The TeenPact Blog

Why do we have an Alumni Track?

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In last week’s post, we focused on homework for first time students. Now, we turn our attention to the Alumni and the specific homework that is assigned to them before the class begins. (Note that many of the preliminary assignments are the same for both first time and alumni students, so be sure to read through the previous post for tips to complete the work with excellence.)

Just like the first timers’ Field Experiences, the Alumni Track is an essential element of the Four Day State Class. Open to all students who have previously attended a Four Day Class, the Alumni Track delves deep into a current event or topic and urges students to consider their beliefs and how those play out in understanding what is happening in the world around them. Taught by the Program Director, the Alumni Track is largely discussion-based and built off of student interaction. During one of the sessions, students will head into the Capitol and poll employees and visitors about their views about the topic of discussion. For many, this is the favorite part of the track.

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Each year focuses on a unique topic. In 2016, the Alumni Track is about the American criminal justice system. The purpose is to understand and discuss the system and reforms that can make it more effective to our society as a whole. Students will be discussing questions about incarceration rates, over-criminalization, recidivism, and the role of the Church in the criminal justice system, to list a few.

Aaron Watson, TeenPact’s Director of Staff Development and primary author of the 2016 Alumni Track, wrote the following in regard to this topic’s significance:

America has long been known as the land of freedom and opportunity, but more recently, it has earned the disturbing distinction of being the world’s leading jailer. While the United States represents just 5 percent of the world’s population, it now holds 25 percent of its inmates. Crime stopping policies of the 1980s and 1990s launched a massive increase in incarceration rates, and in 2010, America had 1,267,000 people behind bars in state prisons, 744,500 in local jails, and 216,900 in federal facilities—more than 2.2 million under state and federal detention.

Even more concerning, many ex-offenders are woefully unprepared to navigate the challenges of reentry once released. Many struggle to find a job, battle substance abuse with no treatment, and can often end up homeless, a striking indictment of a system often defined by its desire to be “correctional.”  In addition, our criminal-justice system takes a toll not only on the offenders, but on their families and neighborhoods. And that toll is intergenerational: There are 2.7 million children with a parent behind bars.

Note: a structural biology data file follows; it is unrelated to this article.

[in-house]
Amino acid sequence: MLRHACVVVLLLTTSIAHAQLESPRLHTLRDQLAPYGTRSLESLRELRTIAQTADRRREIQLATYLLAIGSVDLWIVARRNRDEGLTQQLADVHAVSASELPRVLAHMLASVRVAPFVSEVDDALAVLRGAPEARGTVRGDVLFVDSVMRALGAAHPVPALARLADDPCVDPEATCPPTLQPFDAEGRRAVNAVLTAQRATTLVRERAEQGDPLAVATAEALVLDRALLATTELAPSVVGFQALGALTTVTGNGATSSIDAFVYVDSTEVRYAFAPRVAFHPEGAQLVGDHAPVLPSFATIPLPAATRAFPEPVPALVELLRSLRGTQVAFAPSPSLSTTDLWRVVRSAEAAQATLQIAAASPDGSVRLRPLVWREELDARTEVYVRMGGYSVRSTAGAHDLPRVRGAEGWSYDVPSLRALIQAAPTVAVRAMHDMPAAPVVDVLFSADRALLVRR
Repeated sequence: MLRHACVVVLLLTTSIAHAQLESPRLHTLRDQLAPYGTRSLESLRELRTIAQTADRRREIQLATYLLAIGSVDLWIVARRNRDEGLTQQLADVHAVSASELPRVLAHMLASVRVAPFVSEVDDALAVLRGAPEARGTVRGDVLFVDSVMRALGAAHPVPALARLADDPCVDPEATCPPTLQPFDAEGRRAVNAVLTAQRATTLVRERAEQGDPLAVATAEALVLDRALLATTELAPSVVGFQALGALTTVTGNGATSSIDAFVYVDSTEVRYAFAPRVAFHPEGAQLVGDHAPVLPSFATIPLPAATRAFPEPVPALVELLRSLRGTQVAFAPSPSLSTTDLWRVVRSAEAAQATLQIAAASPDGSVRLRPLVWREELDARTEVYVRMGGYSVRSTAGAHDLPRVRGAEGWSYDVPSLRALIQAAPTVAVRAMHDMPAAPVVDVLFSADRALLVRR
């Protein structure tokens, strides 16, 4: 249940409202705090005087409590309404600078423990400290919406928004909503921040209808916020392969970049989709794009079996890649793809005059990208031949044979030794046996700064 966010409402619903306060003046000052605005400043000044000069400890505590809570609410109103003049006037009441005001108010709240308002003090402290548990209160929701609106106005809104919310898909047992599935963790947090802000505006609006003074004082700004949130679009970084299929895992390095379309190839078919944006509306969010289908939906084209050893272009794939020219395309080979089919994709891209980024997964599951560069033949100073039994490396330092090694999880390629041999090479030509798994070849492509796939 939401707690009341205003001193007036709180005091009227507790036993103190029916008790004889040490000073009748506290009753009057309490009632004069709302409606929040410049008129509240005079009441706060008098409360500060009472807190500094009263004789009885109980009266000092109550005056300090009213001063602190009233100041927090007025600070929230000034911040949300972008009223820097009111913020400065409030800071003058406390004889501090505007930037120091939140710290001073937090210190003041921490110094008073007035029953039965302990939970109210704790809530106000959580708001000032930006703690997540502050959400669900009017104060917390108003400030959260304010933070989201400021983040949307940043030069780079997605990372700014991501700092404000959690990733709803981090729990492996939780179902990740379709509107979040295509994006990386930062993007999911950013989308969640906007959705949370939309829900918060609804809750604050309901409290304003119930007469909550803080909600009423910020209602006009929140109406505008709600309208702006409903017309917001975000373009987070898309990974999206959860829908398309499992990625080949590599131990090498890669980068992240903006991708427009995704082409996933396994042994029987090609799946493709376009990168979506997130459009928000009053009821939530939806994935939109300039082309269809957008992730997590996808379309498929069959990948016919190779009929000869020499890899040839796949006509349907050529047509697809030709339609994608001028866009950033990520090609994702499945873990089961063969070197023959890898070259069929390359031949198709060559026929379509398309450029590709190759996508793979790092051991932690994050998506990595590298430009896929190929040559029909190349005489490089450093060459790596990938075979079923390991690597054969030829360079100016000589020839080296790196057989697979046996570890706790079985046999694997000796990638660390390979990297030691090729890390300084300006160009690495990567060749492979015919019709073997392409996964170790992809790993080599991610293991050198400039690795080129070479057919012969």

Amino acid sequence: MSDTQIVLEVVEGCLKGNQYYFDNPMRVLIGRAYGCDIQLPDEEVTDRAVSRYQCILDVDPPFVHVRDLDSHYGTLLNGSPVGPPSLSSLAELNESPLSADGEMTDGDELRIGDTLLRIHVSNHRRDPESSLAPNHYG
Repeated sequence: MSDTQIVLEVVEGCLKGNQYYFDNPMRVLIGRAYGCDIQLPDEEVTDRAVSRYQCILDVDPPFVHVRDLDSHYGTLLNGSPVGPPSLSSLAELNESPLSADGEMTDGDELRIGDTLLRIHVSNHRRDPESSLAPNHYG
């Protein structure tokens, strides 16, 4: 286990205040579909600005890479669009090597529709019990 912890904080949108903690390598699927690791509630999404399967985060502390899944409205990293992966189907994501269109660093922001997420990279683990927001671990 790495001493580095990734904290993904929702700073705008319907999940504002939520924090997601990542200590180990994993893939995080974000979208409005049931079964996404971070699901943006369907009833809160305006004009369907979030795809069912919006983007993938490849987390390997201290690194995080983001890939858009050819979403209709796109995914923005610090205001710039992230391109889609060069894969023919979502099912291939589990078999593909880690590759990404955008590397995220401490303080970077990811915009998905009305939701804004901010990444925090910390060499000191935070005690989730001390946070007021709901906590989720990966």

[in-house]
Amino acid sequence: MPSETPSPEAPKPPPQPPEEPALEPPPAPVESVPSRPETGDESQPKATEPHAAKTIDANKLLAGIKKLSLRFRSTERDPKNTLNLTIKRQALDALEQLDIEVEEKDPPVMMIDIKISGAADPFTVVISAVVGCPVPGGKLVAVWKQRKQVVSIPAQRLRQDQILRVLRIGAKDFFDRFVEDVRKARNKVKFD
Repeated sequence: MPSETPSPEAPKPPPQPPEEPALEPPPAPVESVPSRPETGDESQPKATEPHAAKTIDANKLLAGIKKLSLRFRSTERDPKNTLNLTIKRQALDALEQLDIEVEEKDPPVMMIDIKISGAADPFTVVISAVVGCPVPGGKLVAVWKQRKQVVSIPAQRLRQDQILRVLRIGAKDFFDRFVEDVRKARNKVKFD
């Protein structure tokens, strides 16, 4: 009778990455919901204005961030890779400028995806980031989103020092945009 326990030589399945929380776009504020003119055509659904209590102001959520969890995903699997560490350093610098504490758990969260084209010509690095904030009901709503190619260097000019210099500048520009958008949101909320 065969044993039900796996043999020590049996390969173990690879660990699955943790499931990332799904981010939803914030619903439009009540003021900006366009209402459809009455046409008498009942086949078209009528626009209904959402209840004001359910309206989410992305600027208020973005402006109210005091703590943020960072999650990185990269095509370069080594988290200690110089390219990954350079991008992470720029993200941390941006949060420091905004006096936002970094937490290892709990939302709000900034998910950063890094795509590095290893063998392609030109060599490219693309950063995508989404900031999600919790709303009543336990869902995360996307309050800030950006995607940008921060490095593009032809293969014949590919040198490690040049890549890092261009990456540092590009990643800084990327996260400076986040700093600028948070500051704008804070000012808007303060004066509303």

Furthermore, an estimated 70% of inmates will be re-arrested within two years of their release. Such a high recidivism rate not only indicates the failure of our system to address the needs of ex-offenders but also demonstrates the public safety risk if offenders cannot learn to become productive citizens. Essentially, our criminal justice system fails 70% of the time, which is why the need for reform is almost universally accepted.

So what truly is justice in our society, and can redemption and restoration be a part of that definition? Is the job of the criminal justice system simply to warehouse bad people, or perhaps rehabilitate them as functional members of society?

In preparation for such a significant topic, Alumni students are asked to write an essay (1500 words minimum) outlining the purpose of the criminal justice system, the failures of that system, and ways we can better achieve that purpose.

If you are an Alumni student who is already working on your essays, well done! Be sure to use credible sources like books or published journals–not just unreviewed sources like Wikipedia. If you haven’t started on your essay yet, don’t put it off for too long. This can be a weighty subject; it is important that you take the time needed to produce high quality work.

Blog_1All homework can be accessed online at teenpact.com/homework. As always, if you have any specific questions about the Alumni Track or homework, feel free to give us a call at 888.343.1776. We are here to serve you!


Registration for the 2016 Season is open now and filling up! To learn more about the program in your state, or to register, go to teenpact.com/stateclasses.

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